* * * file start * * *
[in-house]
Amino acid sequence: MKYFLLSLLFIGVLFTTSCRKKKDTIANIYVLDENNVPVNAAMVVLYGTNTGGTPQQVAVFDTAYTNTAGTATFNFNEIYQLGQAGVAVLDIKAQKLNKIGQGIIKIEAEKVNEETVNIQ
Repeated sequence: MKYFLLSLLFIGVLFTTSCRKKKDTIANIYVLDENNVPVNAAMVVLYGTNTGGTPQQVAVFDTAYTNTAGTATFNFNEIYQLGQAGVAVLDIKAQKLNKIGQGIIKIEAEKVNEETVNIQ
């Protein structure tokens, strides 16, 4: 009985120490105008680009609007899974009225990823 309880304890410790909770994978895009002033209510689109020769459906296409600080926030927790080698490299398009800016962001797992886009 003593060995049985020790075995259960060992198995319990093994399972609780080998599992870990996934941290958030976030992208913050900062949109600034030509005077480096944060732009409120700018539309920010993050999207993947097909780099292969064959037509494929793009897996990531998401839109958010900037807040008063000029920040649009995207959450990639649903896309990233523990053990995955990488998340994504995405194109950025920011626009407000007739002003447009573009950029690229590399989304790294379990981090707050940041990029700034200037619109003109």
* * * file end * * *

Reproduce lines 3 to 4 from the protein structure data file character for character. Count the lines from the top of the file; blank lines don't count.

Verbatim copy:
Repeated sequence: MKYFLLSLLFIGVLFTTSCRKKKDTIANIYVLDENNVPVNAAMVVLYGTNTGGTPQQVAVFDTAYTNTAGTATFNFNEIYQLGQAGVAVLDIKAQKLNKIGQGIIKIEAEKVNEETVNIQ
């Protein structure tokens, strides 16, 4: 009985120490105008680009609007899974009225990823 309880304890410790909770994978895009002033209510689109020769459906296409600080926030927790080698490299398009800016962001797992886009 003593060995049985020790075995259960060992198995319990093994399972609780080998599992870990996934941290958030976030992208913050900062949109600034030509005077480096944060732009409120700018539309920010993050999207993947097909780099292969064959037509494929793009897996990531998401839109958010900037807040008063000029920040649009995207959450990639649903896309990233523990053990995955990488998340994504995405194109950025920011626009407000007739002003447009573009950029690229590399989304790294379990981090707050940041990029700034200037619109003109």